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Dating in the digital age

Rhea Jones 002
Rhea Jones/Dear Mom and Dad (BRENT CALVER/Western Wheel)

You officially have eight days to find the perfect date and the perfect plans for Valentine’s Day.

Because obviously, you need to have plans on Valentine’s Day right?

Let’s be honest, the whole idea of Valentine’s Day can be a bit over the top, and it often comes with a lot of pressure. Regardless, it is important to celebrate and explore romantic feelings. Especially for teenagers who are less experienced with dating and all the more curious about it.

The thought of teenagers dating can be uncomfortable for some parents. However, the whole joke of “You can have a boyfriend when you’re 30,” never seems to work out for parents no matter how hard they try.

Although wanting to protect your child from heartbreak and pregnancy is parental instinct, your child is going to have to learn how to socialize with someone they are attracted to eventually, and it only makes sense that they do it while they are young.

Dear Mom and Dad, here’s an insight into how teen dating in 2020 looks different from previous generations and how teenagers feel regarding relationships. Although many may not consider high school dating “real relationships,” Carleigh MacLeod, a 16-year-old student from Foothills Composite High School disagrees.

“It’s up to you and your partner to decide what you want from your relationship and how serious you guys want to be. No one else can decide that for you,” explained Carleigh.

 Carleigh has been dating her boyfriend for three months and says it has had a very positive influence on her.

“I feel like it’s very important for kids to find an interest in either a boy or a girl while they are young. High school is the perfect time to experiment and figure out what you want, because you don’t want to go into university with no experience as it can be harder to experiment there.”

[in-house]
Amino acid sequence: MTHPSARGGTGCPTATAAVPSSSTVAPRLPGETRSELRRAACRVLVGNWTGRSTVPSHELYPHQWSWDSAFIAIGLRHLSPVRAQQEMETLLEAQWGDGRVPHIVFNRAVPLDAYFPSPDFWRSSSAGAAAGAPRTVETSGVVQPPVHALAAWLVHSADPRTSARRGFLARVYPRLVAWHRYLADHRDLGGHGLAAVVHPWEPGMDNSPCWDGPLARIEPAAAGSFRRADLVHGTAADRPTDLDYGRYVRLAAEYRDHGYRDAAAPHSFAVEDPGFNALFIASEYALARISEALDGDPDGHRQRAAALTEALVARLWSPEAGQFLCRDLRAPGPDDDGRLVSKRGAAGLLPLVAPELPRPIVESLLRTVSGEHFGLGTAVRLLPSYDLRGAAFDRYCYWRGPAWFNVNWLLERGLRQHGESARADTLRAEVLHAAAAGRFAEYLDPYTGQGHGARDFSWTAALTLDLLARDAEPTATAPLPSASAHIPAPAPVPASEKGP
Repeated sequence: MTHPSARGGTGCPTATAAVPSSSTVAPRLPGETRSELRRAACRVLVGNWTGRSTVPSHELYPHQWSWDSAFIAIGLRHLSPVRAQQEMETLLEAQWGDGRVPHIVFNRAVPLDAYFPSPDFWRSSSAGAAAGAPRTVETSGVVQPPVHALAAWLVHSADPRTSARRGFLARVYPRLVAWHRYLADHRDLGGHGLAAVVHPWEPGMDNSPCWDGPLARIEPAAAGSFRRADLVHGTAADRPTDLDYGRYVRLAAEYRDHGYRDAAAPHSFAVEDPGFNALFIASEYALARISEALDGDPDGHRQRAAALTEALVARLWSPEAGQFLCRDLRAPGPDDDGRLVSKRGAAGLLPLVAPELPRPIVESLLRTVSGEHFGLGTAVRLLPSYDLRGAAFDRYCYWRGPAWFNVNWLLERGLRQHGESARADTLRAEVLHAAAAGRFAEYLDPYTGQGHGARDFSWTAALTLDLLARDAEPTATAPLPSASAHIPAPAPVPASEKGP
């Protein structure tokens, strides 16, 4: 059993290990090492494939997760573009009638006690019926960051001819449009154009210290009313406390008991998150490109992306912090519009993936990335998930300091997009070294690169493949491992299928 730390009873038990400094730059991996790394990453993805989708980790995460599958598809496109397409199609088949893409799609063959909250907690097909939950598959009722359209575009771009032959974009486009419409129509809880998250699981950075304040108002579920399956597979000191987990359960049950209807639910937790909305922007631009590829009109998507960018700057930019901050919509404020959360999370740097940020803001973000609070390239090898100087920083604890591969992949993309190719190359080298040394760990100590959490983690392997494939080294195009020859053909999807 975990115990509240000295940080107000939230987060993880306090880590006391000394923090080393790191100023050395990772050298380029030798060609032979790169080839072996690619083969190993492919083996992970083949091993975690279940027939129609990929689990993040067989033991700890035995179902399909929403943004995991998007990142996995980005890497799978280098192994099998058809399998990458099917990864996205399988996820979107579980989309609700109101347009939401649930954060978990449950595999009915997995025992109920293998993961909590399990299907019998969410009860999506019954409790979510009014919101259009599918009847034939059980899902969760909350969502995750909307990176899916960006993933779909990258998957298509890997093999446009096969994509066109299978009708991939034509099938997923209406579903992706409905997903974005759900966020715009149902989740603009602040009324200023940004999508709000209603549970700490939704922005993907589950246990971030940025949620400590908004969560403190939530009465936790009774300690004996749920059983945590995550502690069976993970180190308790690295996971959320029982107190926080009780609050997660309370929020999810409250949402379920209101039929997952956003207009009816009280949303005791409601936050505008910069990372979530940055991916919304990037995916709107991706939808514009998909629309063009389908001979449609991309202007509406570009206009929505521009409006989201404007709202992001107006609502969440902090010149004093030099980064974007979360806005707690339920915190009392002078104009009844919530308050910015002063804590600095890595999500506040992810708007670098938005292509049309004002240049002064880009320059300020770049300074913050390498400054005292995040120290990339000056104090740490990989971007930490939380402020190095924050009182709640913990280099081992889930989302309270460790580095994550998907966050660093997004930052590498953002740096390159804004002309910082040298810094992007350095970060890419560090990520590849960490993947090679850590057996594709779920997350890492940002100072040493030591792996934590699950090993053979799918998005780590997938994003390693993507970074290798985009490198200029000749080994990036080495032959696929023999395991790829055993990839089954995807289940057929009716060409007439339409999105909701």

However, that doesn’t mean you don’t have to be careful.

“You have to be selective and find that person that you do have similarities with and can have fun with,” says Carleigh.

Even though young relationships don’t always last forever, they have helped Carleigh, and many other teenagers, figure out what they do or don’t want in a partner.

All adults were once teenagers and know what it’s like to be young and curious.

However, dating changes from generation to generation and with all the new technology it’s certain that there are some major differences in how teenagers interact. In the past, to get to know somebody took a lot of awkward conversations before you really became comfortable with someone.

Nowadays, kids get to know each other through their phones, and not even through phone calls…. they get to know someone by texting or snapchatting them.

Although this eliminates the awkward factor it also eliminates the authentic factor and the chance to read body language or chemistry. Due to the ability to meet potential partners through dating apps or by “sliding into their DM’s (direct message on Instagram)” teens never actually get a chance to overcome the fear of approaching someone and therefore, struggle with developing certain communication and social skills.

To limit this awkwardness, it can be helpful for kids to hang out in groups and do something active for the first few times meeting with someone. This can fuel conversations and help teens feel more comfortable around each other. 

In March we will be discussing the effects and pressures of social media that rule teen’s worlds. Do you think social media helps or hinders your confidence?

Let me know at westernwheel@okotoks.greatwest.ca




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